Is Pest Control Worth It for Mice?
Exterminators, as the name implies, get rid of pests like mice and rodents. But what precisely do pest control professionals do for mice and other rodents? What happens after an eradication and what steps are taken to control mice? The solution might not be what you expect or what you’re looking for.
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Exterminating mice and rats is nearly always a short-term solution to a far more serious and pervasive issue. A team arrives, looks for evidence of mice and rats, disperses chemical poisons, baits, or traps, then returns just in time to collect the dead animals’ bodies. Some pest control firms expect you to dispose of the deceased rats yourself and don’t come back to pick them up.
Getting rid of mice and other rodents won’t fix the issue
Even if they must dispose of the deceased rats themselves, extermination may be a good option in some people’s eyes. Although it appears that the job has been completed for the most part, the most crucial step in dealing with infestations is preventing them from returning to your home or attic. If this is not done, you may expect to see additional mice or rodents in the very near future.
They’ll keep coming back as long as they can enter your home, and if they inflict access damage, you should anticipate larger creatures like squirrels and raccoons to enter as well.
In addition to the risks associated with extermination outlined above, its brutal nature is the most abhorrent feature. We must question, “Why aren’t you doing it the humane way?” if there is a safe, efficient, and humane way to remove mice or any other type of wildlife from a property.
Then there is the matter of sanitation. The harm and sanitary problems brought on by feces and urine waste are not resolved by killing mice and rats. With elimination, all of this is left behind, along with the dead bodies, to rot out your house.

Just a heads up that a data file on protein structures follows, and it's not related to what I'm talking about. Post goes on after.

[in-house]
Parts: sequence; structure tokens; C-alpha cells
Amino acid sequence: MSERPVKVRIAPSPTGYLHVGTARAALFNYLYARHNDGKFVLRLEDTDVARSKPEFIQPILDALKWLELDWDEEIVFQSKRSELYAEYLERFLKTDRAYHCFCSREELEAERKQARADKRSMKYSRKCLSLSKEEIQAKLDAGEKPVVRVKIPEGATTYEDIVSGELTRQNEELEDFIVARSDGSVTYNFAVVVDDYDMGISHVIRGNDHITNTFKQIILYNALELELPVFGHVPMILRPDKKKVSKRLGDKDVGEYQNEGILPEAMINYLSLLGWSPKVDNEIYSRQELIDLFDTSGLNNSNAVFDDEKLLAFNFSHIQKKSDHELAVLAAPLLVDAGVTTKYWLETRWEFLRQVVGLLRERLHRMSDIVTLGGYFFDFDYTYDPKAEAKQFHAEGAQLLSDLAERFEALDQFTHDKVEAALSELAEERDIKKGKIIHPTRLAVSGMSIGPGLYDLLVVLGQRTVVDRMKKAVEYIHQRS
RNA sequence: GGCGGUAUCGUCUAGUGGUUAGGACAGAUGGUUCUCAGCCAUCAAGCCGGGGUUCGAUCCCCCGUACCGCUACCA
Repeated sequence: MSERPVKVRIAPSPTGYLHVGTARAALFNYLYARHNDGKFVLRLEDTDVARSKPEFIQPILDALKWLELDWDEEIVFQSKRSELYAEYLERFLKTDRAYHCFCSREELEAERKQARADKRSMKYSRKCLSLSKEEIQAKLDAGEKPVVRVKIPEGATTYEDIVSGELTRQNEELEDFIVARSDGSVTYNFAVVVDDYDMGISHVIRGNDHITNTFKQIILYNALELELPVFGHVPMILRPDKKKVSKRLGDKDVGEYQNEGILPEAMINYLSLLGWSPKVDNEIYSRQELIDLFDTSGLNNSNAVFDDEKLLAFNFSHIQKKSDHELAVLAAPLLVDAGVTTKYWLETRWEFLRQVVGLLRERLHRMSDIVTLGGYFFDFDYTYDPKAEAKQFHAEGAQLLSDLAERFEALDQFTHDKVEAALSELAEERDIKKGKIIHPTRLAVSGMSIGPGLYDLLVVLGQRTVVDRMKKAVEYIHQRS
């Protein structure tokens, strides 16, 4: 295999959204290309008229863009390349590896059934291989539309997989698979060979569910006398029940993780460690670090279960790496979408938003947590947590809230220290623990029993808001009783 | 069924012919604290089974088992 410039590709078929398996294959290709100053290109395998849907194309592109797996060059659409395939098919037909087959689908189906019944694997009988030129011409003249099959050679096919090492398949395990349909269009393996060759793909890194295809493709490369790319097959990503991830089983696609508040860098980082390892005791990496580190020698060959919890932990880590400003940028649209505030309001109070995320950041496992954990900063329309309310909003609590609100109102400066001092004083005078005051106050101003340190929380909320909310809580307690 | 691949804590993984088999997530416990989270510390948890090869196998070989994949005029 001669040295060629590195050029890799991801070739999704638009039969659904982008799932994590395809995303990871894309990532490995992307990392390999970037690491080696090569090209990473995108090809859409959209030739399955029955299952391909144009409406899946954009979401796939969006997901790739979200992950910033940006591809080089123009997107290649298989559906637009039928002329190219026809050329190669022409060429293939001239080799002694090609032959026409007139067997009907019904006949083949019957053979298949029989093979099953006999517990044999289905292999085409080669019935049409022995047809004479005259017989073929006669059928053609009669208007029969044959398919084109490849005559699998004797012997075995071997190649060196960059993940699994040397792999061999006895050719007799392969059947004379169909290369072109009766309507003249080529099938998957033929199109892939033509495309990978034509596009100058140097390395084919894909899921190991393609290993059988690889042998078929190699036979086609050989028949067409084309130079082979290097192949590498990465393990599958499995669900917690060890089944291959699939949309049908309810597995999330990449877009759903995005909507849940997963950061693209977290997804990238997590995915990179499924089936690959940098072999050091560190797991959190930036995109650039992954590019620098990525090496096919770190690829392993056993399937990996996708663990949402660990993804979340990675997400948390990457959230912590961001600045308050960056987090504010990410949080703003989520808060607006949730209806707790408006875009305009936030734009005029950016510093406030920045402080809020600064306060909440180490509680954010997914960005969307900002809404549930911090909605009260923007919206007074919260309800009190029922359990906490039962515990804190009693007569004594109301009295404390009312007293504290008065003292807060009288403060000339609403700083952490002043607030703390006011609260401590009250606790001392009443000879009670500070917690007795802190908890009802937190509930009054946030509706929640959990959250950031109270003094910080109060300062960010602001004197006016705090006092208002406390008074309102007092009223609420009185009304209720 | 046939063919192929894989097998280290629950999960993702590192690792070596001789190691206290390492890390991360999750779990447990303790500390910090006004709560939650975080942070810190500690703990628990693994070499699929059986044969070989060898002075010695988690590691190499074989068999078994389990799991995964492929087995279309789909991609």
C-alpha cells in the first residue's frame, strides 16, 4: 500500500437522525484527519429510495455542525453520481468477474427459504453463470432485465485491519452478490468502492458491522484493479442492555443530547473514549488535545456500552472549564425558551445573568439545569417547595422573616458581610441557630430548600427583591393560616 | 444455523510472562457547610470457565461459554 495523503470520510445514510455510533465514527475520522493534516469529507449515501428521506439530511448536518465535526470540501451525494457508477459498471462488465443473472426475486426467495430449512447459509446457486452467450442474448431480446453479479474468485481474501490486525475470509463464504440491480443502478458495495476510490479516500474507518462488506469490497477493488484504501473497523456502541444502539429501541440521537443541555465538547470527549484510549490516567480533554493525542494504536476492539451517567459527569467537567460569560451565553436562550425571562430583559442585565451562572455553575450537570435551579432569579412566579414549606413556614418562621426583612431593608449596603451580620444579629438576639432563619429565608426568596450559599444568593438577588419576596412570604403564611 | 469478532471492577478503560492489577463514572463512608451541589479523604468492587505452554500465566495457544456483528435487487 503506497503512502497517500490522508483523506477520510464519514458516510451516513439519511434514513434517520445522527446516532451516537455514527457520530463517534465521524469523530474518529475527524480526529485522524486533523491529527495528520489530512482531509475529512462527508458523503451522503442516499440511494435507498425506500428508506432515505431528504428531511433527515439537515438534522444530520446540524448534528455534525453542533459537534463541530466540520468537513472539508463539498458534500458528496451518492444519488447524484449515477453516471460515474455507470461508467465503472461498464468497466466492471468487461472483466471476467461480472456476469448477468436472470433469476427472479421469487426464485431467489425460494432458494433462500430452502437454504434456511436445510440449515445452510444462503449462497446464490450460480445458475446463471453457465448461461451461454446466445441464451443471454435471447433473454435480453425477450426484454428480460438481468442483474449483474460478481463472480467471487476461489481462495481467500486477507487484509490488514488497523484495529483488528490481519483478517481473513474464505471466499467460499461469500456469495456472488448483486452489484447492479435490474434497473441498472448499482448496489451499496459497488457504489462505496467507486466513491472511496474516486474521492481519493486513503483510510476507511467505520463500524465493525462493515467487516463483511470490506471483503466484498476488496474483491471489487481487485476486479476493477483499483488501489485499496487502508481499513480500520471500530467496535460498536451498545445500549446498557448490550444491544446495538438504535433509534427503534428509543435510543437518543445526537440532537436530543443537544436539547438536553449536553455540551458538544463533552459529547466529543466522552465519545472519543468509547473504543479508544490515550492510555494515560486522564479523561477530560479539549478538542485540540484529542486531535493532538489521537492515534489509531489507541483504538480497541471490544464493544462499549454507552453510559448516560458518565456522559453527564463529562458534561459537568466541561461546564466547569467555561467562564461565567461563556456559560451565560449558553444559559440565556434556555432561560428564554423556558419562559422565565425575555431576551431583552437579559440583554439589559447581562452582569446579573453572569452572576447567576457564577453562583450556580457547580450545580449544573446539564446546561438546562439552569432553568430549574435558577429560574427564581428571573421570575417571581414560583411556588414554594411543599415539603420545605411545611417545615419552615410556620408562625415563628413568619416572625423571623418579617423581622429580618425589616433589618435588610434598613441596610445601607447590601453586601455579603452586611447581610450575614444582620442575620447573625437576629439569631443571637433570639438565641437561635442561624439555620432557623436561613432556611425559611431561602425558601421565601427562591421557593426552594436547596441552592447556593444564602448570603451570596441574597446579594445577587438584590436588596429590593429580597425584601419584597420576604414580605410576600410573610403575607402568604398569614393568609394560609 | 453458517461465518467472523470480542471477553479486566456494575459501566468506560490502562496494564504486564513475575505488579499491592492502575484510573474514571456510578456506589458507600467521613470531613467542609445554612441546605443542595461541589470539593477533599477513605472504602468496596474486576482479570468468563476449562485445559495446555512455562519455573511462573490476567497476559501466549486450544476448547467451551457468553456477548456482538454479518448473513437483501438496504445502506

The smell of decomposing mice and rat carcasses is another issue that the homeowner must deal with, and as many of our clients have informed us over the years, the odor is difficult to get rid of. Are you looking for something like that to get rid of a mouse infestation? Definitely, we didn’t think so.
Through pest control and exclusion, rodents and mice can be stopped in their tracks
The only practical means of preventing a mouse or rat infestation from returning is pest management and exclusion. Every area of the house should be examined, especially those that are known to be particularly vulnerable to invasions by wildlife. You may see why eradication is ineffective by reading the list of ways mice enter homes below:
- holes and cracks in external home walls
- chewing through wood virtually anywhere they seen an opportunity
- gaps and cracks between windows and home structure
- sewer lines and drainage pipes
- underneath doors and in doorframe cracks and gaps
- through weep vents and any kind of un-sealed air vents
- eavestroughs not sealed with drip edge
- brick-soffit gaps
- the list goes on
Extermination is never the superior option because it doesn’t end an infestation and doesn’t halt mice and rats in their tracks. Instead, pest control and exclusion are always the better choices.
A comprehensive assessment for mice and rats, the implementation of effective preventative measures, the elimination of the infestation’s source, and, of course, sanitary cleanup are all included in pest control and exclusion.
The long-term advantages of pest management and exclusion greatly outweigh the short-term consequences of an exterminator’s job, even if you have to spend a little bit more.
Now that you are knowledgeable, all that is left to do is make a choice that will preserve your home’s worth and guarantee your family’s safety.
Mice removal is a difficult task that should only be handled by experts.